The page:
AN EXCEEDINGLY RARE MAP in its FIRST STATE. 'The 'Encouragement to Colonies', and its map, were published to promote Sir William Alexander's colonial desires in America. These attempts in 'New Scotlande' as he named it, or Nova Scotia, were ultimately unsuccessful. Unreasonably dismissed by many, this map is of great importance. Following the destruction of the French settlements in the Bay of Fundy by Captain Samuel Argall in 1613, the English began to take an interest in the region. In November 1620, the Council for New England was founded with control of the Americas between 40 and 48 degrees north latitude, stretching from the Atlantic to the Pacific Ocean. Some forty patentees received land. In 1621 William Alexander, first Earl of Stirling (1567-1640) and a court favourite, obtained from James I (James VI of Scotland) a Royal Charter for the area east of the Ste. Croix River and the Acadian peninsula. In 1623 a meeting of the Council reduced this number to just twenty, whose names are recorded on this map for the first time. Following the unnamed war with France in 1627-29, and the Treaty of St. Germain in 1632, the English relinquished all claims to the territory that is now New Brunswick and Nova Scotia.The map reflects Alexander's Scottish interests, with many placenames having their origin in that country. Newfoundland incorporates some of John Mason's as yet unpublished cartography, particularly of the west coast. The French colonies of Tadousac and Kebec are depicted, but none of those in Acadia. What we believe to be Prince Edward Island is recorded. This was noticeably lacking from earlier maps of the area. There are two states, the first being extremely rare. In 1625 the plate was used for Samuel Purchas' 'Pilgrimes', appearing in volume four with the page numbers on the map. A second edition of 'An Encouragement to Colonies' was published in 1625, and later in 1630 with a new title, 'The mapp and description of New-England'. This was published using the unsold sheets from the previous editions; hence the map still appears in its first state. The author has not located an example with the second state present' (Burden). References: Burden (1996-2007) no. 208; Church (1907) nos. 400, 401a & 414; Kershaw (1993-98) pp. 84-5; O’Dea (1971) fig. 13; Phillips (1901) p. 465; Sabin (1868) nos. 739-40, 66686 & 91853; Sotheby’s, Ham House sale 30 May 1938 lot 5 (1624 edition); Suárez (1992) pp. 131-3.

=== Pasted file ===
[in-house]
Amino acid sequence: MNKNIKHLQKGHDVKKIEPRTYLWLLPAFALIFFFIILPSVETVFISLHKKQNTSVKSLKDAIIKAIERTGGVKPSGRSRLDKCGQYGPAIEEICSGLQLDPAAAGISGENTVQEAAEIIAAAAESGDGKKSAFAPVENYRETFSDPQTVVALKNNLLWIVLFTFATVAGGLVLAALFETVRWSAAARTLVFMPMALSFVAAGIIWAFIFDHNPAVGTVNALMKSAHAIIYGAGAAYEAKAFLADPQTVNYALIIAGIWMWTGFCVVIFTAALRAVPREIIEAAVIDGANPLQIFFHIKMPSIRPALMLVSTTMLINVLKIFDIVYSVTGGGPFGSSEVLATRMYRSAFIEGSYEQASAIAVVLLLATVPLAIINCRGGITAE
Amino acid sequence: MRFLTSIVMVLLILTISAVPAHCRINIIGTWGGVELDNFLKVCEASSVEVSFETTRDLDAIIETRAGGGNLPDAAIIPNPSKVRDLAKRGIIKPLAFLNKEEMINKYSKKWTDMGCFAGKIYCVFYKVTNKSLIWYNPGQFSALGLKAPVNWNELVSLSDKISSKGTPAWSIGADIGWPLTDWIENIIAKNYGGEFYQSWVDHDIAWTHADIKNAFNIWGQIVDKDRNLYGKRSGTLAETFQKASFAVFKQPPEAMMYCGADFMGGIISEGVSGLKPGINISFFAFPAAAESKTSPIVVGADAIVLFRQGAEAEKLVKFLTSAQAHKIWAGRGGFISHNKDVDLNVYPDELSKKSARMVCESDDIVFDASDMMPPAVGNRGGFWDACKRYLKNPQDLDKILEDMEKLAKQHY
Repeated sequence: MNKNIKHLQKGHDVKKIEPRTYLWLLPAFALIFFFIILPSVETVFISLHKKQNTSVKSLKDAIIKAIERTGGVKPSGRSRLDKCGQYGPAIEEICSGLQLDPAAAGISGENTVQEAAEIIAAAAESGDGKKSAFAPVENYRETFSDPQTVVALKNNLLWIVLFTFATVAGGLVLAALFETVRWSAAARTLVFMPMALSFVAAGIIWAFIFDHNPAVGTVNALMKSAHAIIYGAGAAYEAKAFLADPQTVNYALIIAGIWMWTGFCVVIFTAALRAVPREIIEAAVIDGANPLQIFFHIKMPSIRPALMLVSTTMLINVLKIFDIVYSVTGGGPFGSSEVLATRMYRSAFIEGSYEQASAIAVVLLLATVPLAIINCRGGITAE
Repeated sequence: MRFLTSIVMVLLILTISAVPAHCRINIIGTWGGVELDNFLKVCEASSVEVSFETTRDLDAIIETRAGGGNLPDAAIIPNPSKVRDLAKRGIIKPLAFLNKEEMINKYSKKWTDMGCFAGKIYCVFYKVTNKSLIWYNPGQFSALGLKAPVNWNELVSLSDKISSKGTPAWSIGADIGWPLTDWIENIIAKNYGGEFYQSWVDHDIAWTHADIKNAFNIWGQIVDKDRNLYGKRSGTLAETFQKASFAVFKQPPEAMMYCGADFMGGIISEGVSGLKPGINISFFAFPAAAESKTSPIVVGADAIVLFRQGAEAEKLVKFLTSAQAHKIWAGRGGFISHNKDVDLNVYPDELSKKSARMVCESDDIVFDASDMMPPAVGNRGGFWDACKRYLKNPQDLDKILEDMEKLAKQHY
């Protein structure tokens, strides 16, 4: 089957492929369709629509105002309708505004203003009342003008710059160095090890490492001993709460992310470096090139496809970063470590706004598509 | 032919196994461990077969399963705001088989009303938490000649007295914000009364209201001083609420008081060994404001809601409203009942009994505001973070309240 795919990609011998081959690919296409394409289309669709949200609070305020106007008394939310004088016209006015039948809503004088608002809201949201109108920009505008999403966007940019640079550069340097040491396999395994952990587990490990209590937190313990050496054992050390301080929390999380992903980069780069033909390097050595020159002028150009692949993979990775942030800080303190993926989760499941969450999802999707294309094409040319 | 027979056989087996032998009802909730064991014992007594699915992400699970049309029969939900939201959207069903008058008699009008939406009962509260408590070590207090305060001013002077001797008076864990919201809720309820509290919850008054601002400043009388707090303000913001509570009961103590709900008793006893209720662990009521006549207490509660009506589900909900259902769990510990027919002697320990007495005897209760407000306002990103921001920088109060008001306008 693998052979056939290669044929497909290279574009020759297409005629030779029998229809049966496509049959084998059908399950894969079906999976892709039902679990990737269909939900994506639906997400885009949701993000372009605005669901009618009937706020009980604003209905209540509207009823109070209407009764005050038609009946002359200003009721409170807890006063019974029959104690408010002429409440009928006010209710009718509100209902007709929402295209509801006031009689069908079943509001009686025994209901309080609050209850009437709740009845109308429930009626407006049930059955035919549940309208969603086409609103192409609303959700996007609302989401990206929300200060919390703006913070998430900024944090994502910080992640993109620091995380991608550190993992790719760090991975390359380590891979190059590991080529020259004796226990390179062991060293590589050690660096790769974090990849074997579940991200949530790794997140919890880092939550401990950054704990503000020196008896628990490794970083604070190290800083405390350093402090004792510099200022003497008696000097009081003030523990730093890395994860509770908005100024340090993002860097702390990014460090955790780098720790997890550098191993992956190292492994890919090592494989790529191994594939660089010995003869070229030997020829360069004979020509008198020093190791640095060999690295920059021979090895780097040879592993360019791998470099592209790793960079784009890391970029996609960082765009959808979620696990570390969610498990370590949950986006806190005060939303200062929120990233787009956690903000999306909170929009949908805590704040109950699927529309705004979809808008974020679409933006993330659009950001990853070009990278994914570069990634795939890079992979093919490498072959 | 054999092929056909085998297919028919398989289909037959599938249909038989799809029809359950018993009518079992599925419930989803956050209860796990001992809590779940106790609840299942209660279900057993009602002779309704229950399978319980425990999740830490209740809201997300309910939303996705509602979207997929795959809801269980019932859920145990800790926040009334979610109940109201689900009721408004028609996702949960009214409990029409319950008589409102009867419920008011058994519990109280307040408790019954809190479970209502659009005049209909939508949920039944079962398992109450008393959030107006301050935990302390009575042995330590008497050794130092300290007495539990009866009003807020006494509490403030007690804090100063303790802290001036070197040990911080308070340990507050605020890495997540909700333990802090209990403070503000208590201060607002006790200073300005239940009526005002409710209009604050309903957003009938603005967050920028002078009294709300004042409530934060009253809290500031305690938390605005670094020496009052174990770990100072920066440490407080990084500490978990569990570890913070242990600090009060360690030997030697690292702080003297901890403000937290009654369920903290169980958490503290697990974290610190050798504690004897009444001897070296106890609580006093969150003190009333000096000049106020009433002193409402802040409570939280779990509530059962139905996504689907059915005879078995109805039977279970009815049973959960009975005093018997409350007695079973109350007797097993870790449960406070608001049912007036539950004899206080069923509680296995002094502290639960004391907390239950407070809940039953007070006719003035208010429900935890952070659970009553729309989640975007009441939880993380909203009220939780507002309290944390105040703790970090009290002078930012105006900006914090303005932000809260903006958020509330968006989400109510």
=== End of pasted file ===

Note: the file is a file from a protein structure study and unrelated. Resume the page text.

Stock number:9881.